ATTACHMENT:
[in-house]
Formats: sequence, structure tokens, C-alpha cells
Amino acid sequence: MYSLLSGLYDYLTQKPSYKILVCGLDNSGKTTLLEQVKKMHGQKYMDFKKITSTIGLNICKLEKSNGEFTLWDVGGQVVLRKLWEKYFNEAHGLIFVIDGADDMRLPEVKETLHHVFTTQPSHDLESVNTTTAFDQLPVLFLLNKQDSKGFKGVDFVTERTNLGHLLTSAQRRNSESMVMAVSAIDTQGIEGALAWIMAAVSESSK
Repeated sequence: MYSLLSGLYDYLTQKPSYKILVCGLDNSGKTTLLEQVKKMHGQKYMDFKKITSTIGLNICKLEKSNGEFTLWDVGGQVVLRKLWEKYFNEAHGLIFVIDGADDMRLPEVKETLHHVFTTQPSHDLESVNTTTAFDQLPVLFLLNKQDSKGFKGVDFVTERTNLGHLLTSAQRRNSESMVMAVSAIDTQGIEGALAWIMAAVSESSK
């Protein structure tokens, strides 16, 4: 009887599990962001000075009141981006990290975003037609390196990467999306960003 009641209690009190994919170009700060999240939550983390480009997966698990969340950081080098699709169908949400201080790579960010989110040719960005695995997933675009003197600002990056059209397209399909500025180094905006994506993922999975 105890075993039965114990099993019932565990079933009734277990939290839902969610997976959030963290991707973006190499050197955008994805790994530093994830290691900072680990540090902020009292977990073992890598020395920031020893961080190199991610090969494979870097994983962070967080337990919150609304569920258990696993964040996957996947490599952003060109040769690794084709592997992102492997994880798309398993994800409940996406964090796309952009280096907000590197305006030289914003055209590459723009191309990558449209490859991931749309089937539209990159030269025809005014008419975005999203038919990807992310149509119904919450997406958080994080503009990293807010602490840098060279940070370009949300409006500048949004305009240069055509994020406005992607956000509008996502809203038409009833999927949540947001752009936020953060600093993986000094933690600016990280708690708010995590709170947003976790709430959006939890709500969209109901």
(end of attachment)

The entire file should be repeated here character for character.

[in-house]
Formats: sequence, structure tokens, C-alpha cells
Amino acid sequence: MYSLLSGLYDYLTQKPSYKILVCGLDNSGKTTLLEQVKKMHGQKYMDFKKITSTIGLNICKLEKSNGEFTLWDVGGQVVLRKLWEKYFNEAHGLIFVIDGADDMRLPEVKETLHHVFTTQPSHDLESVNTTTAFDQLPVLFLLNKQDSKGFKGVDFVTERTNLGHLLTSAQRRNSESMVMAVSAIDTQGIEGALAWIMAAVSESSK
Repeated sequence: MYSLLSGLYDYLTQKPSYKILVCGLDNSGKTTLLEQVKKMHGQKYMDFKKITSTIGLNICKLEKSNGEFTLWDVGGQVVLRKLWEKYFNEAHGLIFVIDGADDMRLPEVKETLHHVFTTQPSHDLESVNTTTAFDQLPVLFLLNKQDSKGFKGVDFVTERTNLGHLLTSAQRRNSESMVMAVSAIDTQGIEGALAWIMAAVSESSK
């Protein structure tokens, strides 16, 4: 009887599990962001000075009141981006990290975003037609390196990467999306960003 009641209690009190994919170009700060999240939550983390480009997966698990969340950081080098699709169908949400201080790579960010989110040719960005695995997933675009003197600002990056059209397209399909500025180094905006994506993922999975 105890075993039965114990099993019932565990079933009734277990939290839902969610997976959030963290991707973006190499050197955008994805790994530093994830290691900072680990540090902020009292977990073992890598020395920031020893961080190199991610090969494979870097994983962070967080337990919150609304569920258990696993964040996957996947490599952003060109040769690794084709592997992102492997994880798309398993994800409940996406964090796309952009280096907000590197305006030289914003055209590459723009191309990558449209490859991931749309089937539209990159030269025809005014008419975005999203038919990807992310149509119904919450997406958080994080503009990293807010602490840098060279940070370009949300409006500048949004305009240069055509994020406005992607956000509008996502809203038409009833999927949540947001752009936020953060600093993986000094933690600016990280708690708010995590709170947003976790709430959006939890709500969209109901």